4.3. Standardization and procedure exchange

To illustrate the functionality to exchange data-processing procedures among users, we exported the entire pipeline for the re-processing of the EMPIAR-10028 data set, as described above, and provide a zip archive as Supporting Information to this paper. Users interested in adopting or adapting this procedure can uncompress this archive in their project directory and import the file called ./export1/exported.star through the corresponding option on the `Jobs' menu.

5. Conclusion

We describe how a pipelined approach to cryo-EM structure determination formalizes the concept of a directed acyclic graph in RELION-2.0. The new approach improves the user experience by reducing the scope for errors, automating bookkeeping, standardizing the organization of output files, allowing straightforward browsing through the project's history and providing convenient disk-cleaning functionalities. The functionality to schedule multiple, consecutive jobs for future execution, and the option to execute these jobs in iterative loops, allows on-the-fly processing of the data while they are being acquired. This will lead to more efficient use of microscopy time, as more informed assessments of data quality can be made while the data are still being acquired. Finally, the possibility of exporting and importing (parts of) pipelines will allow the exchange of data-processing strategies between users, which will further improve the accessibility of the technique to inexperienced users and facilitate the development of standardized data-processing procedures. RELION-2.0 is open-source software. For download instructions and documentation, please refer to the RELION Wiki pages at http://www2.mrc-lmb.cam.ac.uk/relion. For user questions and feedback, please use the CCPEM mailing list at http://www.jiscmail.ac.uk/CCPEM.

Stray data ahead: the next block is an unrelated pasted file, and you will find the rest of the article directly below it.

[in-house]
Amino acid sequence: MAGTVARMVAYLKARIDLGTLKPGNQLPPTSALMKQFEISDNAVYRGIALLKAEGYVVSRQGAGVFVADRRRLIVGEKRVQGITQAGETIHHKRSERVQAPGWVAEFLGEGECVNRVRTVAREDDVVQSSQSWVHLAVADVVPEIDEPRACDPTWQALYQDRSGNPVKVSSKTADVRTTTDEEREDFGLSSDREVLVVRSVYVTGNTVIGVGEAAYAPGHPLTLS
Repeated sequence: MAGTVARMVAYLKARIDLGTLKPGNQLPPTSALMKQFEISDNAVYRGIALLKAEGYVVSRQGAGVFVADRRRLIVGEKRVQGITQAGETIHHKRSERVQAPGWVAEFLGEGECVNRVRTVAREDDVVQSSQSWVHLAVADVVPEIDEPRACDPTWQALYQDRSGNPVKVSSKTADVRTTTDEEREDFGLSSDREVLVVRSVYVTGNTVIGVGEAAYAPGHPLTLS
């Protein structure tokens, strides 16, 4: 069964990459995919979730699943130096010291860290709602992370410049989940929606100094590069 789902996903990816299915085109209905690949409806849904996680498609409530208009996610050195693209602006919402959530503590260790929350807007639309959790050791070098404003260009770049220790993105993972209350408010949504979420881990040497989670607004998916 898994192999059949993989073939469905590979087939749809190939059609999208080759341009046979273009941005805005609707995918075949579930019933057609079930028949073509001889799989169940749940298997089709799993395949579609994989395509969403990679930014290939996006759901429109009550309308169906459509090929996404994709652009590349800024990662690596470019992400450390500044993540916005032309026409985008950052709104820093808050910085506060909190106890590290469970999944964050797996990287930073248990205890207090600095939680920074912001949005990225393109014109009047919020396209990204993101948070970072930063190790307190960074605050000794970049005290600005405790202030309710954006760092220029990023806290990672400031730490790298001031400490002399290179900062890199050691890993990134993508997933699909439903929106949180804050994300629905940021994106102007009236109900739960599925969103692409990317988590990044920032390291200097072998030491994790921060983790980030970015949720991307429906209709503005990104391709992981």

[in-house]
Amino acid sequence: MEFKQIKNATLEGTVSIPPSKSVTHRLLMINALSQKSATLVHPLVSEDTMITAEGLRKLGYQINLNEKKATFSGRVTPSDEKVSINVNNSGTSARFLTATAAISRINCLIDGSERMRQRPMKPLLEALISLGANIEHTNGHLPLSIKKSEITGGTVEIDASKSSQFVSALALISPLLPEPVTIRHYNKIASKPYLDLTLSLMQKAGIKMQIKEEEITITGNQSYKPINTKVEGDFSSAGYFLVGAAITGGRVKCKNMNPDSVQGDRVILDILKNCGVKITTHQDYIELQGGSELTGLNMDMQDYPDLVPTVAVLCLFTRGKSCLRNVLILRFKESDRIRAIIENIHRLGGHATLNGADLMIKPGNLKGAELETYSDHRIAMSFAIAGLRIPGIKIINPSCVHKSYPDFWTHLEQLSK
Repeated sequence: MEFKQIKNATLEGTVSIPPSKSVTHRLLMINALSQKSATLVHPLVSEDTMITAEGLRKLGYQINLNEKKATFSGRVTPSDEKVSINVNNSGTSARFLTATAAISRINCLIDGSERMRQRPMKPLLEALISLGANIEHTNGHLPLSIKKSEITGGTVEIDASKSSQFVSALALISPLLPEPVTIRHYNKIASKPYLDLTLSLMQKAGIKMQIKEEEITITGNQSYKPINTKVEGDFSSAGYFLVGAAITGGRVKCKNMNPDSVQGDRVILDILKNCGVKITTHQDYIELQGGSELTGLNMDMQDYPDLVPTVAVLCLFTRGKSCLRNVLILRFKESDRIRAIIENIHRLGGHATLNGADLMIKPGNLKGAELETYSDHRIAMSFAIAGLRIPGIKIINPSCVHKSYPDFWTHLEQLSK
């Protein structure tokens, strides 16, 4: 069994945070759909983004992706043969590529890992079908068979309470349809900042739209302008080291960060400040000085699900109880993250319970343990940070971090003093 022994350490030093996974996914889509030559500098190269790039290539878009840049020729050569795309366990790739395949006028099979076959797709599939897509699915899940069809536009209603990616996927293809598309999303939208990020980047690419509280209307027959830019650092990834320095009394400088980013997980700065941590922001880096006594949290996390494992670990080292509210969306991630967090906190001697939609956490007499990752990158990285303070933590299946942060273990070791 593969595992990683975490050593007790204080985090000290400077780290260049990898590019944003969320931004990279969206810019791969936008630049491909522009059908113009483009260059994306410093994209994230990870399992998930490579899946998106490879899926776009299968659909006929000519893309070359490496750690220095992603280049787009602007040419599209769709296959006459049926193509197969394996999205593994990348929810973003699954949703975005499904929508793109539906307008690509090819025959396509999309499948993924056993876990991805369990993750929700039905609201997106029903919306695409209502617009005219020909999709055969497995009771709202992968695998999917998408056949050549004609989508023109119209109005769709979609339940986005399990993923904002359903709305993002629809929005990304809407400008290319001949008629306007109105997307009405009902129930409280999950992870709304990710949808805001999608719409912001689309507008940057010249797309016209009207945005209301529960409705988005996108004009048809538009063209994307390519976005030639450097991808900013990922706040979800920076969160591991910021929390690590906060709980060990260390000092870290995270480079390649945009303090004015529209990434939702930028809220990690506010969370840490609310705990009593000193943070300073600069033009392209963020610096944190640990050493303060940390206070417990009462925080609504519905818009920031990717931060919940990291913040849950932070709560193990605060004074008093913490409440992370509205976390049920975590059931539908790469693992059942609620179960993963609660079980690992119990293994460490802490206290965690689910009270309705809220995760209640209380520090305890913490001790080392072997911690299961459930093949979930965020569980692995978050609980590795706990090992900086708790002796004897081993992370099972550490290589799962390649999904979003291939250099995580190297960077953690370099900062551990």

Supporting information


Acknowledgements

This work was funded by the UK Medical Research Council (MC_UP_A025_1013 to SHWS).